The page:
DB System Type Supported DNS Choices Endpoints to Be Resolved
1-node bare metal or virtual machine
  • Recommended: Default (Internet and VCN Resolver)
  • Custom DNS resolver of your choice
  • Object Storage endpoints (includes both the Object Storage endpoints and Swift endpoints)
  • Oracle YUM repo endpoints
2-node RAC virtual machine
  • Default (Internet and VCN Resolver)

The following sections give more details about the DNS choices.

Default (Internet and VCN Resolver)

See the preceding table for the types of DB systems that support the Internet and VCN Resolver.

Oracle recommends using the Internet and VCN Resolver for DNS. It's the default, built-in DNS functionality that comes with each VCN. It enables hosts in a VCN to resolve these items:

  • Hostnames of other hosts in the same VCN
  • Hostnames that are publicly published on the Internet

For general information about the Internet and VCN Resolver, see DNS in Your Virtual Cloud Network.

For a DB system, the Internet and VCN Resolver handles resolution of all necessary endpoints: Object Storage endpoints (includes both the Object Storage endpoints and Swift endpoints), YUM repos, and SCANs (SCANs are used only with 2-node RAC systems).

By default, each VCN is configured to use the Internet and VCN Resolver. If you plan to use a custom DNS resolver, you must configure the VCN in a different way. For more information, see Custom DNS Resolver.

To use the Internet and VCN Resolver with your DB System
Hostname restrictions for using the Internet and VCN Resolver

Custom DNS Resolver

See the preceding table for the types of DB systems that support the use of a custom DNS resolver.

A custom DNS resolver is a DNS server that you set up in your on-premises network and maintain yourself. It must resolve the endpoints required by the DB system.

By default, the VCN is configured to use the Internet and VCN Resolver. Therefore, if you instead want to use a custom DNS resolver, you must configure the VCN and DHCP options in a different way. See the following process.

To use a custom DNS resolver with your DB system
Hostname restrictions when using a custom DNS resolver

DNS: Between On-Premises Network and VCN

If you are using the Internet and VCN Resolver and want to enable the use of hostnames when on-premises hosts and VCN resources communicate with each other, you can set up an instance in the VCN to be a custom DNS server. For an example of an implementation of this scenario with the Oracle Terraform provider, see Hybrid DNS Configuration.

Service Gateway for the VCN

Your VCN needs access to both Object Storage (for backing up databases, patching, and updating the cloud tooling on a DB system) and Oracle YUM repos for OS updates.

Depending on whether you use option 1 or option 2 described previously, you use the service gateway in different ways. See the next two sections.

Option 1: Service Gateway Access Only to Object Storage
Option 2: Service Gateway Access to Both Object Storage and YUM Repos

Security Rules for the DB System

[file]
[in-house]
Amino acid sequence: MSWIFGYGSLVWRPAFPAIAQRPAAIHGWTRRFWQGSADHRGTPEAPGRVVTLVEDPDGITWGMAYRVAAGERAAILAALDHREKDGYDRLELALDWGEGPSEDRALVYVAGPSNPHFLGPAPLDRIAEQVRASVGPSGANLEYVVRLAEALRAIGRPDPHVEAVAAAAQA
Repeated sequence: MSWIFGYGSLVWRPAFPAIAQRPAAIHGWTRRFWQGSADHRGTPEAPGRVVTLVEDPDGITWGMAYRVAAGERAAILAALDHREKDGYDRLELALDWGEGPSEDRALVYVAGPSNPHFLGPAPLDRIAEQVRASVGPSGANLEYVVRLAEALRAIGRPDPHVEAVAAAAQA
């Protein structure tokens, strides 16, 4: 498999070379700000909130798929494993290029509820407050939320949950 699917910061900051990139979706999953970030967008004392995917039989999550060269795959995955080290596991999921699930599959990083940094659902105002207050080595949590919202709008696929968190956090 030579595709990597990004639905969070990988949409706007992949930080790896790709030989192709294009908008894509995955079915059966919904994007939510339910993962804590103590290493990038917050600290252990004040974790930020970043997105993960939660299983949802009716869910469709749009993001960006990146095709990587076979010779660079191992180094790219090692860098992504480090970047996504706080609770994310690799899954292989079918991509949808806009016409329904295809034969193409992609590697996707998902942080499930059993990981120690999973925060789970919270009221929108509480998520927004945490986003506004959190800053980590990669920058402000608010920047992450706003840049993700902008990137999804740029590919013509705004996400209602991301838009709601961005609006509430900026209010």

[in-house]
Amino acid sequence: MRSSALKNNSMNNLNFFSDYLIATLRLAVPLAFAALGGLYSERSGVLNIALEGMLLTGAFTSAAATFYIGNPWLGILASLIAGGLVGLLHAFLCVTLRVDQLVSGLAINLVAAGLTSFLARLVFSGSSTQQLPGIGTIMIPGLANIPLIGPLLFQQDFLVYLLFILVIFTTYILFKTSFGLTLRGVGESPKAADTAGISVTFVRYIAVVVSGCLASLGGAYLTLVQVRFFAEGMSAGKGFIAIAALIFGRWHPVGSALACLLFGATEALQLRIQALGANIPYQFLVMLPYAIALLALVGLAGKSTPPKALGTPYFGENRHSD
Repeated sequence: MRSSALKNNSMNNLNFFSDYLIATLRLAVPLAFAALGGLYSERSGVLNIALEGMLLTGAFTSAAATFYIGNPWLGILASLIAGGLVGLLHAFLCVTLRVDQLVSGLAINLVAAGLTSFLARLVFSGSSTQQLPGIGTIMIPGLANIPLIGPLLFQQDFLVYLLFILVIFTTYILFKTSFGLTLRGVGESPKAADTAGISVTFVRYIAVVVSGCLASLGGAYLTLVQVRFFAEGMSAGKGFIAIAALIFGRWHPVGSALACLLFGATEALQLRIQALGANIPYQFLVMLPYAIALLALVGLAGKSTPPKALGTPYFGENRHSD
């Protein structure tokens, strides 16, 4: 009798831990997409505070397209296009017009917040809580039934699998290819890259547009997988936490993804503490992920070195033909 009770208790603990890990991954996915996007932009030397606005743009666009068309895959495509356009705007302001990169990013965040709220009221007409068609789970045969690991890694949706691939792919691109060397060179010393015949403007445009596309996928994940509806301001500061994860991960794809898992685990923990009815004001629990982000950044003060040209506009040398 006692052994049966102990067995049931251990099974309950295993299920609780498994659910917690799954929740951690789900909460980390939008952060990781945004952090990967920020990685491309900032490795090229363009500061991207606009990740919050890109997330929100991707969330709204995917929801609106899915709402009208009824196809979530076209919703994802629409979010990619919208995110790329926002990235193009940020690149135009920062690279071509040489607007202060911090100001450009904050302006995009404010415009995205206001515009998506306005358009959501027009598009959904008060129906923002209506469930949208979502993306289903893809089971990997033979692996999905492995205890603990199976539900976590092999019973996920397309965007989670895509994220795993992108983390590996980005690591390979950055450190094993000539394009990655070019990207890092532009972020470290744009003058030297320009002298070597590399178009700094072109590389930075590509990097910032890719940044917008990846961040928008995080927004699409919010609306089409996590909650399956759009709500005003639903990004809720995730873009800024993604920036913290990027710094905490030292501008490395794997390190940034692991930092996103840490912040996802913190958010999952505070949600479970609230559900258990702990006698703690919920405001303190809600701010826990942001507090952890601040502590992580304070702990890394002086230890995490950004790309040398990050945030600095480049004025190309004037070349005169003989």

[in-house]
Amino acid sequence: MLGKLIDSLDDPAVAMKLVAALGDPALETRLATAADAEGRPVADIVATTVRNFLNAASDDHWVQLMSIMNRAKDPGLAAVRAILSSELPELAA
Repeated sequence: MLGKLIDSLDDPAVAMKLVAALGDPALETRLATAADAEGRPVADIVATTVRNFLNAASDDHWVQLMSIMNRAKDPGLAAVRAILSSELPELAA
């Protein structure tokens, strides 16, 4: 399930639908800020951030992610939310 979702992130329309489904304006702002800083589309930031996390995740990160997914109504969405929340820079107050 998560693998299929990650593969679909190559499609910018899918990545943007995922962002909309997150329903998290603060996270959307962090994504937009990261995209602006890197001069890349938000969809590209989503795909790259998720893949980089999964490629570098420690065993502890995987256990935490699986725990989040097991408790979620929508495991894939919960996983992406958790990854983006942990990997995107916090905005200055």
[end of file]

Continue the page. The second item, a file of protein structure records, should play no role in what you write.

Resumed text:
This section lists the security rules to use with your DB system. Security rules control the types of traffic allowed in and out of the DB system's compute nodes. The rules are divided into two sections.

There are different ways to implement these rules. For more information, see Ways to Implement the Security Rules.

Important

Your instances running Oracle-provided DB system images also have firewall rules that control access to the instance. Make sure that both the instance's security rules and firewall rules are set correctly. Also see Opening Ports on the DB System.

General Rules Required for Basic Connectivity

This section has several general rules that enable essential connectivity for hosts in the VCN.

If you use security lists to implement your security rules: the following rules are included by default in the default security list.

General ingress rule 1: Allows SSH traffic from anywhere
General ingress rule 2: Allows Path MTU Discovery fragmentation messages
General ingress rule 3: Allows connectivity error messages within the VCN
General egress rule 1: Allows all egress traffic

Custom Security Rules

The following rules are necessary for the DB system's functionality.

Custom ingress rule 1: Allows ONS and FAN traffic from within the VCN
Custom ingress rule 2: Allows SQL*NET traffic from within the VCN

Important

The preceding custom ingress rules 1 and 2 only cover connections initiated from within the VCN. If you have a client that resides outside the VCN, Oracle recommends setting up two additional similar rules that instead have the Source CIDR set to the public IP address of the client.

Custom egress rule 1: Allows outbound SSH access
Custom egress rule 2: Allows access to Object Storage and YUM repos

Ways to Implement the Security Rules

The Networking service offers two ways to implement security rules within your VCN:

For a comparison of the two methods, see Comparison of Security Lists and Network Security Groups.

If you use network security groups
If you use security lists